Nan West and the Orthopaedic Hospital
GATHERING WINTER FUEL (MY TITLE). From ‘December’, to the left of the door
IN 1927 at the age of 23 the painter Nan West received an enviable but daunting commission. She was given the task of decorating 90 square metres of wall space in the new waiting hall at the Royal Orthopaedic Hospital’s outpatients department on Bolsover Street, Fitzrovia. The Hospital had grown out of ‘The Society for the Treatment, at their own homes, of Poor Persons afflicted with Diseases and Distortions of the Spine, Chest, and Hip, etc.’, established in 1836 through the efforts of Dr. Charles Verral and Mrs. Henry Ogle of Eastbourne. In 1908 the outpatients department had acquired a new building on Bolsover Street, and in 1927 this was extended. The walls of the vast room where patients waited to consult a doctor would have been bleak indeed if West, the daughter of the hospital chairman, had not been called in to enliven them.
The old Orthopaedic Hospital on Bolsover Street, 2010
Nan West was born in London in 1904. By her own account her childhood was miserable, but things improved when she started attending the Slade School of Art in Bloomsbury. There she was a contemporary of Rex Whistler, and in 1927 she was working as Whistler’s assistant on another set of murals which the pair was producing for the restaurant at the Tate Gallery. West began the hospital murals around the same time.
The Waiting Hall
Most of the murals represent the months of the year, and were originally displayed above the twelve doors leading to the clinics and offices. Painted in oils on canvas, each of the months has a garland of seasonal flowers enclosing its name. The paintings must surely have made life for its suffering occupants just a little brighter. In the early 20th century art was being created not just for prosperous drawing rooms, but also for the public spaces used by the poor and the not-so-rich.
At the far end of the Waiting Hall the largest mural, about 4 metres by 3, depicts Summer. Four people are picnicking under a striped umbrella, while two lovers lie under a cherry tree, and another couple wanders off into the countryside, where Dover Castle can be seen on a distant hill.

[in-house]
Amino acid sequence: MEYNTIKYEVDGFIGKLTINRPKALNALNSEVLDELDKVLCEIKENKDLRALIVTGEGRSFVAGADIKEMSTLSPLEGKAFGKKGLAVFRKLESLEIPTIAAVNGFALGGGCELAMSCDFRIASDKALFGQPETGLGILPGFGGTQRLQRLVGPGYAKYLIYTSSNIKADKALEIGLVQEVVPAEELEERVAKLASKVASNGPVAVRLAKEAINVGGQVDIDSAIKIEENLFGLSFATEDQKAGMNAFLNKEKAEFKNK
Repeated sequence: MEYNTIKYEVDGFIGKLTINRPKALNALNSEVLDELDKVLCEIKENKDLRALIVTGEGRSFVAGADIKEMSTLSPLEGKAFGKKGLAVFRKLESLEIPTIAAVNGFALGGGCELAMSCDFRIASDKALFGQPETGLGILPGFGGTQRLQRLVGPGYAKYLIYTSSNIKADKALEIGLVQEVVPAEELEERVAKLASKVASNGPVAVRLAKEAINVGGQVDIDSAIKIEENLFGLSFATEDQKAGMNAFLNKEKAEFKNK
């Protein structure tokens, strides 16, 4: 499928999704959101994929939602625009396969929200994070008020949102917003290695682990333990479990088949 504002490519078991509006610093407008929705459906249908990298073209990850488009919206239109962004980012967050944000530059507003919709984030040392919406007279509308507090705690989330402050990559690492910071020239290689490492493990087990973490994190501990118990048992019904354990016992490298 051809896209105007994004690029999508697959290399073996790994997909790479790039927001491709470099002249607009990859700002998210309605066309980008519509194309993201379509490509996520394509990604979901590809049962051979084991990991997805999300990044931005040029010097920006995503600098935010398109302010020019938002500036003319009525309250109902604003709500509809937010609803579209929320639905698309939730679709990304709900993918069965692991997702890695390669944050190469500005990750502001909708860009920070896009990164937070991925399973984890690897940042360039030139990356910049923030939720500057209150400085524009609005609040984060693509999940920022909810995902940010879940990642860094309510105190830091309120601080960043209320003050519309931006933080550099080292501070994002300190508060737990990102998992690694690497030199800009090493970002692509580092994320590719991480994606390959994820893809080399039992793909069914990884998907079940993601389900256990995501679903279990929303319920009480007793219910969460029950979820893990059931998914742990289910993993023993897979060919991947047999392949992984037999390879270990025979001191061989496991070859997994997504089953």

After her marriage, West suffered a mental breakdown, which caused her to give up painting. In her unpublished autobiography she writes, ‘Everything ceased to be interesting, and I knew I was losing the skill I had at drawing….’. In 1956 she committed suicide.
The Waiting Hall is listed (Grade II), and when a new outpatients department was built for the hospital further down the street in 2009, the old hall was incorporated into an office building created on the original site at 50 Bolsover Street.
West believed the hospital project had been too demanding for her ‘little talent’. Happily, we can judge for ourselves whether or not this was simply a case of ‘imposter syndrome’ – that is, West was underestimating her own abilities.
I suspect that you will want to disagree with West. Her paintings are quite lovely. To quote Historic England on its listing page: ‘This is one of the largest mural cycles of the time to survive in London… The austere classicism of the architecture provides an elegant framework for Nan West’s informal painted scheme; the whole being an elegant and well-conceived composition. The murals have great rarity within a type which was never numerous and especially vulnerable to change. They also are an important example of a tradition of female mural artists working in the inter-war years whose work is highly regarded ..’
The listing entry notes that West’s career flourished until 1937, and during this time she painted a Noah’s Ark scene at the Child Welfare Clinic in Chelsea, and murals for Simpson’s Tea Rooms in Piccadilly. Sadly, these no longer survive. She also wrote and illustrated ‘The Landscape Painter’s Calendar’. which was published by Methuen in 1928.
To see the National Orthopaedic Hospital Murals, contact Concord London Developments, The Listed Hall, 50 Bolsover Street, London W1W 5NG. Tel. +44 20 7307 1820.